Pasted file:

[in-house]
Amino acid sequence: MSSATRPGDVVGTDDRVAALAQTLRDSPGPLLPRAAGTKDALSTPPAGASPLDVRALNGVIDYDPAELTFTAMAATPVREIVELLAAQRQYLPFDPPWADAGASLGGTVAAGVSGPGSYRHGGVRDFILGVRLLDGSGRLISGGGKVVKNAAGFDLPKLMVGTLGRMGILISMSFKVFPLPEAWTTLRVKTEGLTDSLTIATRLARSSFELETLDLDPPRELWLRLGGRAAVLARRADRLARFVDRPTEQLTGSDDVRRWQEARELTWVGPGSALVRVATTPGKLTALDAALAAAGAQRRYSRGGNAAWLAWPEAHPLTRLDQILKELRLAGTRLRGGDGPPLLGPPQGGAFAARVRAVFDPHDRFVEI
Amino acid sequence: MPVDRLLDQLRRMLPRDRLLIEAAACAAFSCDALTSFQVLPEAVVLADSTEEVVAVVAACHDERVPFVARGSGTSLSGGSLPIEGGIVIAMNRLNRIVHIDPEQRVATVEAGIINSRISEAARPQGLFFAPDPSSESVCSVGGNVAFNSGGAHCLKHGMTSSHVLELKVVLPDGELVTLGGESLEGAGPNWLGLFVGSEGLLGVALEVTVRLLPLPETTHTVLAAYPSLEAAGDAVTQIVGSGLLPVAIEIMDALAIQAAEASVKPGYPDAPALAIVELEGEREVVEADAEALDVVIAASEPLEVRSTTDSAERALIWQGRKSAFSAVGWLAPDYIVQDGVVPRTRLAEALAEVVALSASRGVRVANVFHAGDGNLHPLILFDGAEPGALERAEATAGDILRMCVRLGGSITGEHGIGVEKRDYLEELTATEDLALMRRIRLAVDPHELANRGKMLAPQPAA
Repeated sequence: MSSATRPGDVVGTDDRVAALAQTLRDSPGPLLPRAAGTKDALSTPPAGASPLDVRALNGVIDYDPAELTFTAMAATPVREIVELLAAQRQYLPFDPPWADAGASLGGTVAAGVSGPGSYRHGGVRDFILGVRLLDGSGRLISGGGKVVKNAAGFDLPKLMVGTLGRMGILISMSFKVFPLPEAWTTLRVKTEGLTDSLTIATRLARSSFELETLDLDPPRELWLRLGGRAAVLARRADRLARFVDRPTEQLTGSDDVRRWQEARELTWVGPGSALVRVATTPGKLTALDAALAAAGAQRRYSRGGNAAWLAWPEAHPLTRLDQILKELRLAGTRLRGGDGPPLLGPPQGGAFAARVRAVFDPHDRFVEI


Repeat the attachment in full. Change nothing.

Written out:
[in-house]
Amino acid sequence: MSSATRPGDVVGTDDRVAALAQTLRDSPGPLLPRAAGTKDALSTPPAGASPLDVRALNGVIDYDPAELTFTAMAATPVREIVELLAAQRQYLPFDPPWADAGASLGGTVAAGVSGPGSYRHGGVRDFILGVRLLDGSGRLISGGGKVVKNAAGFDLPKLMVGTLGRMGILISMSFKVFPLPEAWTTLRVKTEGLTDSLTIATRLARSSFELETLDLDPPRELWLRLGGRAAVLARRADRLARFVDRPTEQLTGSDDVRRWQEARELTWVGPGSALVRVATTPGKLTALDAALAAAGAQRRYSRGGNAAWLAWPEAHPLTRLDQILKELRLAGTRLRGGDGPPLLGPPQGGAFAARVRAVFDPHDRFVEI
Amino acid sequence: MPVDRLLDQLRRMLPRDRLLIEAAACAAFSCDALTSFQVLPEAVVLADSTEEVVAVVAACHDERVPFVARGSGTSLSGGSLPIEGGIVIAMNRLNRIVHIDPEQRVATVEAGIINSRISEAARPQGLFFAPDPSSESVCSVGGNVAFNSGGAHCLKHGMTSSHVLELKVVLPDGELVTLGGESLEGAGPNWLGLFVGSEGLLGVALEVTVRLLPLPETTHTVLAAYPSLEAAGDAVTQIVGSGLLPVAIEIMDALAIQAAEASVKPGYPDAPALAIVELEGEREVVEADAEALDVVIAASEPLEVRSTTDSAERALIWQGRKSAFSAVGWLAPDYIVQDGVVPRTRLAEALAEVVALSASRGVRVANVFHAGDGNLHPLILFDGAEPGALERAEATAGDILRMCVRLGGSITGEHGIGVEKRDYLEELTATEDLALMRRIRLAVDPHELANRGKMLAPQPAA
Repeated sequence: MSSATRPGDVVGTDDRVAALAQTLRDSPGPLLPRAAGTKDALSTPPAGASPLDVRALNGVIDYDPAELTFTAMAATPVREIVELLAAQRQYLPFDPPWADAGASLGGTVAAGVSGPGSYRHGGVRDFILGVRLLDGSGRLISGGGKVVKNAAGFDLPKLMVGTLGRMGILISMSFKVFPLPEAWTTLRVKTEGLTDSLTIATRLARSSFELETLDLDPPRELWLRLGGRAAVLARRADRLARFVDRPTEQLTGSDDVRRWQEARELTWVGPGSALVRVATTPGKLTALDAALAAAGAQRRYSRGGNAAWLAWPEAHPLTRLDQILKELRLAGTRLRGGDGPPLLGPPQGGAFAARVRAVFDPHDRFVEI